All the plans have been completely accomplished. The team prepares for returning. Term of return depends on helicopter's availability in Taksimo and good weather.
We congratulate and wait for the winners!
We decided not to take off the fixed rope for extreme descent in case of bad weather. Today is negative 34, but a thermometer has already registered -38 and-40 degrees centigrade. The wall is very cold and all ice-covered due to its exposition: within all the day any stream of sun does not reach its slopes. Large monolithic blocks, corners, chimneys are characteristic parameters of wall's terrain structure. It's hard to organize a safe belay. We use sky-hooks to climb very firm granite plates, but it's really difficult. Steepness is up to 80 degrees in places, but the top part of the route seems more abrupt on the average.
Everything is lovely in the base camp. The warmed tent Rock Pillars is worth its keep. When it's made up the fire in it we have about +20 inside. Under the wall we dug a good cave for 6 people. The area is very interesting, wild: there is not any local habitation, hunting shelters or man's traces. Loginov and Sikilinda climbed a beautiful winter 5B-graded route on the next (left) mountain spending 2 days for fixing the rope and one day for the summit push. The other free members of our expedition climbed less complex routes 1B- and 2A-graded.
We keep shootings a film about our expedition. In spite of the fact that the camera is frequently freezing, we have already shot an hour and a half. Misha Vershinin actively works. Now it's full of the moon, and Mike is shooting even in the moonlight. Unfortunately, there is no opportunity to send photos. And we can only receive SMS-messages but not send them.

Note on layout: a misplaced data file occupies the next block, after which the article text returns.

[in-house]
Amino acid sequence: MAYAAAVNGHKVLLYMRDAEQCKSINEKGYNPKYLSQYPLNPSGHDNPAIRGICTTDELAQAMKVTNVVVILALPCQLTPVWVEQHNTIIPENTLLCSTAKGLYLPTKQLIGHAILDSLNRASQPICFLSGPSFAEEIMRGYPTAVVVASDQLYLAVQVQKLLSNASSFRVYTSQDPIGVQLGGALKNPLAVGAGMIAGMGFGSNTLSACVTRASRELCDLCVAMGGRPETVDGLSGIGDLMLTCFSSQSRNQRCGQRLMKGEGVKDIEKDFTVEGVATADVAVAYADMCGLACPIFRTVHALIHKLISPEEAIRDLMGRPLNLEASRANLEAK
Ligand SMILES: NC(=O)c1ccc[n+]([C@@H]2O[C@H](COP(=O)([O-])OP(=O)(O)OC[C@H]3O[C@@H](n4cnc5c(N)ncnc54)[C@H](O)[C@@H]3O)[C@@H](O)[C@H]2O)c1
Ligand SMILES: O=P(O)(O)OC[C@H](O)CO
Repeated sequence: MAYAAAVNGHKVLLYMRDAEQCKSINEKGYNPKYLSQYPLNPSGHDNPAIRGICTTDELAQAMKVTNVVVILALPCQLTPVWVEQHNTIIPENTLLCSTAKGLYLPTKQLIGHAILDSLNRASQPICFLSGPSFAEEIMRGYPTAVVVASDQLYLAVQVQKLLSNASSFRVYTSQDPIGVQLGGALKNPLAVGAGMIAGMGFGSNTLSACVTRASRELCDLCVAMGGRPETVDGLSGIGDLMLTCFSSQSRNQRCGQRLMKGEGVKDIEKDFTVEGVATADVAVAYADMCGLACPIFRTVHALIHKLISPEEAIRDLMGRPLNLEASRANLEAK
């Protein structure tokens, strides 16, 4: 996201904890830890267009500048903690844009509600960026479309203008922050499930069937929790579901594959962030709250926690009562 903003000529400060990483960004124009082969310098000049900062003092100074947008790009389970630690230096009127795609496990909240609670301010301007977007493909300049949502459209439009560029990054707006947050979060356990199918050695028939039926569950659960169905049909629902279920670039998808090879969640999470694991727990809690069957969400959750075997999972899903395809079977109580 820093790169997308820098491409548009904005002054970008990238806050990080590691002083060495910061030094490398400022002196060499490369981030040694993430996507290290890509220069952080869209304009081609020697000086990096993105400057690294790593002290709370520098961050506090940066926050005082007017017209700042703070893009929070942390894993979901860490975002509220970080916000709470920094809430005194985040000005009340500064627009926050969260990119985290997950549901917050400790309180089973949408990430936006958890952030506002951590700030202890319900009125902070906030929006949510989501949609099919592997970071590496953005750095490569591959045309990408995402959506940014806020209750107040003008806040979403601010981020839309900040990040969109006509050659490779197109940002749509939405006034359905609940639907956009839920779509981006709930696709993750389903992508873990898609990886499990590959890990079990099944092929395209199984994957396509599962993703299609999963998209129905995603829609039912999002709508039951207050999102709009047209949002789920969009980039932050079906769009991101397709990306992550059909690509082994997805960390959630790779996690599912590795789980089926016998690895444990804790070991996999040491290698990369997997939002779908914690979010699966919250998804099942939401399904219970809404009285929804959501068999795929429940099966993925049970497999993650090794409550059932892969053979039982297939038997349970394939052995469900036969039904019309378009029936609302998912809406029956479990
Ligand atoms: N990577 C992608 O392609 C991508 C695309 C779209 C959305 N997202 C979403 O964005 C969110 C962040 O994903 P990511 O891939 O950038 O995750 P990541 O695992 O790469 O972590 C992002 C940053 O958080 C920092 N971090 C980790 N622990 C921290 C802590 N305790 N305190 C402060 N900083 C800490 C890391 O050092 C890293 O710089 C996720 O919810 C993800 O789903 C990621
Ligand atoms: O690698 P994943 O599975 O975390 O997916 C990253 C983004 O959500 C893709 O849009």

Keep in touch with us!
In ice-climbing organizers do not want to peddle cups: if they carry out something it will be a championship. The results of World Championship-2005 were summed up: Austrian Hari Berger and Petra Muller from Switzerland won Difficulty and Evgeny Kryvosheytsev from Ukraine and Natalia Kulikova from Russia were the first in speed.
1 BERGER Hari (Austria)
1 MULLER Petra (Switzerland)
1 KRYVOSHEYTSEV Evgeny (Ukraine)
1 KOULIKOVA Natalia
Hari Berger. Author: Giulio Malfer,
Master of Sport of International Grade
The last climber who was called as "The best climber of the USSR" (1990 and 1991) just before USSR's disintegration.
1990 - won the USSR championship in a technical class (Fanskie mountain) having ascended 8 summits for 13 days (six 5B-graded routes and two 6À).
1991 - the USSR championship, a rocky class, Karavshin gorge of the Turkestansky ridge. The team of Alexander Klenov, Sergey Borisov, Michael Bruk, Igor Bugachevsky, Michael Donskikh, Alexander Solodovnikov summited peaks "Slesova", "Asan" and won "the gold".
1991 - the USSR championship, a technical class, Aksu gorge of the Turkestansky ridge. The team of Sergey Borisov, Alexander Klenov, Michael Brook, Michael Donskikh, Alexander Kolesov, Alexander Limarenko summited Admiralteets, Iskander, A.Blok and won "the gold".
2002 - Everest via Northern col.
The day before we start our descent adventure we lost our Kitchenboy Chiring, who went to ABC to take down the last things….. In the evening he didn’t come back to BC and we was very worry…. All together we went out in the darkness and the storm, looking for him. We thought about the worst, because the temperature was very low and it had snow a lot. Luckily Chiring organised by himself one bivac 2 ours far from BC, when he understood the difficulty of the situation. But we pasted a very bad night….